HISTORY must ever possess an undying fascination for the minds of men; for its subject is the story of our race, and its interest is ever human to the core. Its burden is now a song of rejoicing at the triumphs, or a wail of lamentation over the errors and sufferings, of mankind. How History, in gifted hands, exults as it reaches those blooming points in a nation's career—those eras of Pericles, of Augustus, of Haroun-Alraschid, or of our own Elizabeth, or, piercing back through the veil of time, discerns with joy the brilliant era of a Vicramaditya in the old world of the Hindoos, -the grandeur of a Rameses, or still remoter monarchs in Egypt—or a rule of then unequalled justice and beneficence extending back for countless ages in the early history of secluded China. And how it saddens to see those old empires pass away !—to behold Rome, and Greece, and Nineveh, and Egypt, Susa and Persepolis, and the grand old cities of India, withered, rolled up like a scroll, and vanishing from the face of the earth. Yet with what quiet hopefulness, with what assured resignation, does it contemplate all those changes. “Passing away,” it knows, is written from the first upon the brow of empires as well as of men; and even when the mighty fabrics of human power are seen crumbling into dust beneath internal decay or external assault, when the stores of knowledge, the monuments of art—in fact, a whole civilisation—seems rushing into oblivion before an onslaught of barbarism, the philosophic historian, with an assuredness of faith stronger than other men's, knows that the human race is but on the eve of some new and higher development—that all is ordered by One without whom not a sparrow falls to the ground, and that from out of the present chaos will emerge new kingdoms and communities of men, purged from the dross of the old, yet inheriting the larger portion of their wisdom. “All changes, naught is lost. The forms are changed, And that which has been, is not what it was, Yet that which has been, is.” History has a grand work yet before it, one which mankind is just beginning to long for, and which will one day be accomplished. History must grow wider in its scope and nobler in its aims as the career of our race advances. It must rise above the colourings of national bias, and the prejudices of particular eras. It must cease—and some day it will cease— to reflect but one phase at a time of that many-sided thing Truth; and will seize and set forth for the instruction of mankind the priceless gem under whatever form it appear, however attired in the strange costume of distant times or foreign countries. It must tell to Man a continuous story of his existence. It must recognise the truth that in all those various nations that have flourished and passed away, there has been enshrined the self-same human soul, which the great Creator made in His own image, and which, however manifold in its aberrations, will still be found, on the whole, to reflect far more of truth than of error. Nothing is more elevating than the study of the human race through its successive phases of existence. Therein is to be discovered the scheme of God's Providence among the nations, slowly raising the race from one stage of progress to another and higher. The world advances slowly,–but still “it moves!” Severed into distinct nations, – secluded behind mountain chains, deserts, or seas, each section of mankind has been left

to develop a civilisation of its own, forms of government, religion, art, science, philosophy, more or less peculiar to itself. Through long ages this birth of Nations has been going on, each learning for itself the lessons of life. And each of those nations, whether ancient or modern, has attached itself in a peculiar manner to some one of the many forms of truth, carrying it to greater perfection than the other sections of the race. Every one knows that such was the case among the Greeks, the Romans, the Egyptians, the Hebrews, but do not let it be supposed that the wisdom of the ancient world ends here. Do not suppose that nothing is to be learned from the old history and writings of China—that land where social ethics and utilitarian science were first carried to comparative perfection; or from the ancient Hindoos, who first pre-eminently devoted themselves to the study of the spiritual nature of man, and in whose lofty speculations may be found the germ of almost every system of philosophy, whether true or false, to which the European world has given birth. Hegel and Spinosa are but Hindoos reviving in the eighteenth century. Auguste Comte, with his boasted new science of Positivism, is but a systematiser of the doctrines of Confucius and the old philosophers of China. And what are magnetism, clairvoyance, and suchlike researches at present making into the spiritual powers of man, but unconscious repetitions of what has been known or imagined in India for three thousand years? Had the human race formed from the first but one nation— swayed by but one great impulse, and enlightened but by its own single experience, how comparatively stationary would have been the condition of the species | But, severed into separate communities, each seeking truth for itself, and, as intercommunication became wider, comparing its experiences with those of its neighbours, the march of mankind has been greatly accelerated. There have been a hundred searchers after truth instead of one. It is only now, however, in these latter days, that mankind are beginning to perceive and reap the advantage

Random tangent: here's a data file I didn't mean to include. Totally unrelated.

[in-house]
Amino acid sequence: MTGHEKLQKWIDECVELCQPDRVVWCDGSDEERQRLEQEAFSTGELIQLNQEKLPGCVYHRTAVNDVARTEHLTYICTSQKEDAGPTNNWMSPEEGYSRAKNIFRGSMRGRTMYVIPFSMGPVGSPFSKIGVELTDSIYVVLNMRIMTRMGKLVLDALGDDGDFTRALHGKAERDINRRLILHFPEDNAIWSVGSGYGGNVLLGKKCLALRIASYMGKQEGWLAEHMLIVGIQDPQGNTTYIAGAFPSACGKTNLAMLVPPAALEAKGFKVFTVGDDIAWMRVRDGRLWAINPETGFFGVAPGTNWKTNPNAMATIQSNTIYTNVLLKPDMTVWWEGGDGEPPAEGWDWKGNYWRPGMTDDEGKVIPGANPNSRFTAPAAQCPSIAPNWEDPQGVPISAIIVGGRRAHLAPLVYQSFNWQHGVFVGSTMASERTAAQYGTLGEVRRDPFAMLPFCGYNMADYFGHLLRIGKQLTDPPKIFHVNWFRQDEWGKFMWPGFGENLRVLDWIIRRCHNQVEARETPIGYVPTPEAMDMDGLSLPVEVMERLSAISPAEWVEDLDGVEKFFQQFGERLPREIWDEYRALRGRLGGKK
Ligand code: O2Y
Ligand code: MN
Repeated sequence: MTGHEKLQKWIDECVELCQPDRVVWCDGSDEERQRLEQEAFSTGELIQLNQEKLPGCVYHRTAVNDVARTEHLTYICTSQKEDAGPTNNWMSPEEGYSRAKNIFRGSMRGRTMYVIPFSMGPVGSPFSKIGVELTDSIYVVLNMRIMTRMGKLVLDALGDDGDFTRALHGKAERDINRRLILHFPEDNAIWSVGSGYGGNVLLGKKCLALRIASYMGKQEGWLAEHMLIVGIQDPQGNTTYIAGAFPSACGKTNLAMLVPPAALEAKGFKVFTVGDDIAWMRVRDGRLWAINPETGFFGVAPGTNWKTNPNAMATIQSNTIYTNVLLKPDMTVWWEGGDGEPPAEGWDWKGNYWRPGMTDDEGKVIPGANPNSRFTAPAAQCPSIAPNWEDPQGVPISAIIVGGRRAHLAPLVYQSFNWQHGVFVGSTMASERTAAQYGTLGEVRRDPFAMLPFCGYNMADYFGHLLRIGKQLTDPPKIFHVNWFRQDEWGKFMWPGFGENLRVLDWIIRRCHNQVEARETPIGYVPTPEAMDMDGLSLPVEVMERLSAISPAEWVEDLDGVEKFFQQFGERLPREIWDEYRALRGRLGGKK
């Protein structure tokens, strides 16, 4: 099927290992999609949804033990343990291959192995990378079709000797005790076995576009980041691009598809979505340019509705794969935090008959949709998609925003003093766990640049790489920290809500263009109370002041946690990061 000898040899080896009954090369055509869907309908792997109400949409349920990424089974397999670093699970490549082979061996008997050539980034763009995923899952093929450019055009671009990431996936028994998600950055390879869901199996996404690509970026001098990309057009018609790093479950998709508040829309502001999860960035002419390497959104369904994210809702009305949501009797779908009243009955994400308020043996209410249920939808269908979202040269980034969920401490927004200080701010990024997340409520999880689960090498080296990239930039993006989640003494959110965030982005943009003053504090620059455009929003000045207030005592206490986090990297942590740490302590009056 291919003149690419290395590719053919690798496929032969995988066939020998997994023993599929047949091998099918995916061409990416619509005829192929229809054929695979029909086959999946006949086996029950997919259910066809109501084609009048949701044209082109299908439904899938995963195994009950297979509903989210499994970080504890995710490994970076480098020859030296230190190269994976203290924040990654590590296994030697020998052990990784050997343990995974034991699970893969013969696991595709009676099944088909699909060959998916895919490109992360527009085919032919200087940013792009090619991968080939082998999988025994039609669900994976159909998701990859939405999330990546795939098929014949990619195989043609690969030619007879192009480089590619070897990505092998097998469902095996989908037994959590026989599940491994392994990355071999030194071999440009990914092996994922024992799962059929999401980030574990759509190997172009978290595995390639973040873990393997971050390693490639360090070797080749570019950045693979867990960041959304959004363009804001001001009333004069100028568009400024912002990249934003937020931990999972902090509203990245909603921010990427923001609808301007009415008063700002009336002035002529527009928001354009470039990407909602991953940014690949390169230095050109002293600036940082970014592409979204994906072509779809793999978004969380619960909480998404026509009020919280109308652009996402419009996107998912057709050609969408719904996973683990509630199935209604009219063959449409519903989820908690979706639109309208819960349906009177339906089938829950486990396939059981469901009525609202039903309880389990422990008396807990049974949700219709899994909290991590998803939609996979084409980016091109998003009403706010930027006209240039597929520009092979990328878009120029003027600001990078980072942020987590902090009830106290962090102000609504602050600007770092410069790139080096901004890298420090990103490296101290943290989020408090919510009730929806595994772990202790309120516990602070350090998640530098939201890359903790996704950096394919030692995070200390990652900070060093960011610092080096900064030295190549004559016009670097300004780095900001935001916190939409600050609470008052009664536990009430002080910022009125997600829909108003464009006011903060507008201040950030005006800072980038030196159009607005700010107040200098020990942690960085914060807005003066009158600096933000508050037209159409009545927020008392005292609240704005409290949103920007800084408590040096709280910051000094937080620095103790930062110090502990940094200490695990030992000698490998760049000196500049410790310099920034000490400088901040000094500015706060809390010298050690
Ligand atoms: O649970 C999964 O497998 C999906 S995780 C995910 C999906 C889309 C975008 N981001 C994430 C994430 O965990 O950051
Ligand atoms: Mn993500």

of the beneficent scheme of Providence which has so long kept them secluded in location and antagonistic in feeling. It is in those days of running to and fro upon the earth—when commerce, and railways, and steam-navigation are uniting the most distant regions—that the varied stores of knowledge which have been accumulating in private hoards through long centuries are now being thrown into general circulation. The more advanced nations are teaching the less enlightened. But the gain is not all on one side; and the former will be unworthy of their high position, if they fail to perceive in how very many things they may receive instruction from those whom they regard as their inferiors. The whole tendency of the rapidlyincreasing communication between the various nations and countries of the earth is to shake men loose from local prejudices, and, by expanding the mind, to fit it for the reception of that pure and entire truth, towards the attainment of which the human mind is journeying, and to which the matchless plans of Divine Providence are slowly but surely conducting the human race. To the eye of the philosopher, the world is a prism through which Truth is shining; and the nations are the various colours and hues of the spectrum into which that light is broken. Hitherto mankind, split into sections, has only exhibited those scattered and disunited, but brilliant, rays, truth refracted and coloured by the national mind through which it passed; but now, in the fulness of time, the process is being reversed. The long training of isolated nations is drawing to a close; the barriers of space or feeling which shut them in are being thrown down; an interchange of intellectual as well as of material benefits is commencing; and the dissevered rays of partial knowledge are beginning to be reunited into the pure and perfect light of truth. Let, then, some Newton or Humboldt of history—some one who grudges not a lifetime of genius to the task, and to whom Providence may give length of days, -let such a one take up